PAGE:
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Question re: International politics, UN Security Council, Iran

Shug

TRIBE Member
Hypothetical:

US tables a motion for sanctions and/or military force to the UN Security Council against Iran, based on shakey non-evidence of a nuclear arms program and their "security threat against the world", and Russia or China vetos it.

US disregards the failed motion, and takes military action against Iran in the form of air strikes against known nuclear processing sites.

What happens when a UN Security Council member takes military action without the approval of the rest of the UN, and in fact is in direct opposition to veto-weilding members?

Would that UN-disregarding nation be held accountable or liable in any way, in an international court? Are they seen as "unjustified aggressors"? Is it criminal? Is this the same thing that happened, in a global-political sense, when the US-led coalition went to war with Iraq in 2003?
 
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Ditto Much

TRIBE Member
Shug said:
Would that UN-disregarding nation be held accountable or liable in any way, in an international court? Are they seen as "unjustified aggressors"? Is it criminal? Is this the same thing that happened, in a global-political sense, when the US-led coalition went to war with Iraq in 2003?


There was no UN resolution for or against the invasion of Iraq tabled to the security council. The only example I can think of that involved an invasion after a veto would by in Hungary in 56 (if memory serves) which is a toughy because technically it was already occupied at the time and it was quelling a revolution.

My understanding is that as long as the member holds a veto or is in control of a veto (ie the french selling there veto numerous times and the US vetoing anything against Israel by default) nothing can really happen to them. If they do not hold a veto they can be sanctioned up the ass and then taken to court over damages (Iraq/Kuwait although again this didn't face the Un until after the fact)
 

judge wopner

TRIBE Member
virtually every member of the security council has acted in definace of the UN charter or refused to recognize UN jurisdiction over varoius issues (russia, china, US, france w/ respect to their conduct in foreign colonies/states)

china and the US being the most egregious violators, its kind of funny that they even bother refering stuff to the council, you wont see any of these states go before an international criminal court for actions they believe were in the best intersts of their state, (be those intersts evil or actually good).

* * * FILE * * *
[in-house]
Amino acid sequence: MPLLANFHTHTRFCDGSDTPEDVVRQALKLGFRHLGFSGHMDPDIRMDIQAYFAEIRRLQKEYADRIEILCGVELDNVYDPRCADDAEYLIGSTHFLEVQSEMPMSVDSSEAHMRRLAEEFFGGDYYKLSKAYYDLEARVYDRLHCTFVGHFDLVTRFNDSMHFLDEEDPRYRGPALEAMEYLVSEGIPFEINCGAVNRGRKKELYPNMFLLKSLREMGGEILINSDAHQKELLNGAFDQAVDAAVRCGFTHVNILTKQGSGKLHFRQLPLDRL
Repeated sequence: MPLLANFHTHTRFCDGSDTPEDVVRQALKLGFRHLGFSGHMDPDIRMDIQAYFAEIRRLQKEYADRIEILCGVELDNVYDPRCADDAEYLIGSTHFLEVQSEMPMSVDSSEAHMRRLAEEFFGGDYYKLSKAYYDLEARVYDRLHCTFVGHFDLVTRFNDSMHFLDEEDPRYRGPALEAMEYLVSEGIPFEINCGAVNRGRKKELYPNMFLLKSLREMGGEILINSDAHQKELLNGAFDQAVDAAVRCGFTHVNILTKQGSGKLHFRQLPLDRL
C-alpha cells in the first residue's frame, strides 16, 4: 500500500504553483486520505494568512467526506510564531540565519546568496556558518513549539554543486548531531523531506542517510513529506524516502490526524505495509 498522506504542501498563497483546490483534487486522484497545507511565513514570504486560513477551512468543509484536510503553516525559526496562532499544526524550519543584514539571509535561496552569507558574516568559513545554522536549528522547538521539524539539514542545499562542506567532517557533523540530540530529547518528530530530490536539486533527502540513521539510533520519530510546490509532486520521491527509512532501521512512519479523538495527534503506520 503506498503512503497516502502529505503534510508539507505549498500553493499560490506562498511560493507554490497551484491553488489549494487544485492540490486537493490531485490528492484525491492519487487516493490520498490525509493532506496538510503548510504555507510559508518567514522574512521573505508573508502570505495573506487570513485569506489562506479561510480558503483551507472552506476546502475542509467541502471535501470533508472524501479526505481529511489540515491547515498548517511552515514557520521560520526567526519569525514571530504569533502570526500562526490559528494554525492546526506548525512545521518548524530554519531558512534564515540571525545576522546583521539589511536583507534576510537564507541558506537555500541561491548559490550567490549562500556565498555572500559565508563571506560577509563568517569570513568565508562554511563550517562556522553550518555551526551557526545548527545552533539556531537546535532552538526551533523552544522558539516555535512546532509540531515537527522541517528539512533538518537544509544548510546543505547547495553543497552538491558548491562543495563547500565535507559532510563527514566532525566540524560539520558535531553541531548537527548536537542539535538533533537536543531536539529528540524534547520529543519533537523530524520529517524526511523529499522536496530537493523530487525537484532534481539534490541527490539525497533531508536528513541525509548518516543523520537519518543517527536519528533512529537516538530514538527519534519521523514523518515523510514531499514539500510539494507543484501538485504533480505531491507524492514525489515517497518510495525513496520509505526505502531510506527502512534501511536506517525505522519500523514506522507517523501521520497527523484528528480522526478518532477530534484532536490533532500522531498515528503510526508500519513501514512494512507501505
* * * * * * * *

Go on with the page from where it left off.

criminal courts are equally politicsized, but are an idea we should continue to strive for, milosovic died while waiting trial, UN member states have offered sanctuary to war lords fleeing charges of international crimes in other UN states (read: african states)
 

Ditto Much

TRIBE Member
How do you bring a country with a veto to court, they can simply veto any resolution that would bring them to court.
 

SellyCat

TRIBE Member
First of all, the idea of there being an international "court" where you can "prosecute" nations is strictly a function of the willingness to recognise and enforce the rules. Otherwise there is no such thing as international law--it's a huge fallacy...it actually doesn't exist. Genocide in Rwanda, so illegal. But you wouldn't think so based on the lack of enforcement.

UN General Assembly resolutions are NOT "legally" binding, but Security Council resolutions are "legally" binding. The concept of a "binding" resolution is again strinctly a function of enforcement. A good example is the Iraqi invasion of Kuwait--the system ostensibly worked the way it's supposed to: proper UNSC procedures followed by an international coalition to militarily enforce the resolution.

The UNSC could say all it wants about an "illegal" US invasion of Iran and it would amount to zilch because nobody would be willing, or even want, to enforce such a thing against the US--who would veto it anyway.

The UN is basically for show in that regard. It works really well to establish a common framework for dialog and international standards, though.
 
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AdRiaN

TRIBE Member
In May 2003, the United Nations Security Council adopted Resolution 1483 which recognized the U.S. and U.K. as "occupying powers" in Iraq and calls upon them to promote the welfare of the Iraqi people and create conditions in which the Iraqi people can freely determine their own political future.

So basically, the UNSC did not endorse the use of force, but once the invasion was successful, they endorsed the occupation and subsequent reconstruction efforts.
 

deafplayer

TRIBE Member
AdRiaN said:
In May 2003, the United Nations Security Council adopted Resolution 1483 which recognized the U.S. and U.K. as "occupying powers" in Iraq and calls upon them to promote the welfare of the Iraqi people and create conditions in which the Iraqi people can freely determine their own political future.

So basically, the UNSC did not endorse the use of force, but once the invasion was successful, they endorsed the occupation and subsequent reconstruction efforts.
that's some endorsement

edit: I mean I havent read the thing but..
 

Shug

TRIBE Member
With the wording from above, and especially considering the source of the paraphrasing ;), I would say it sounds more like a chastisement, than an endorsement.
 
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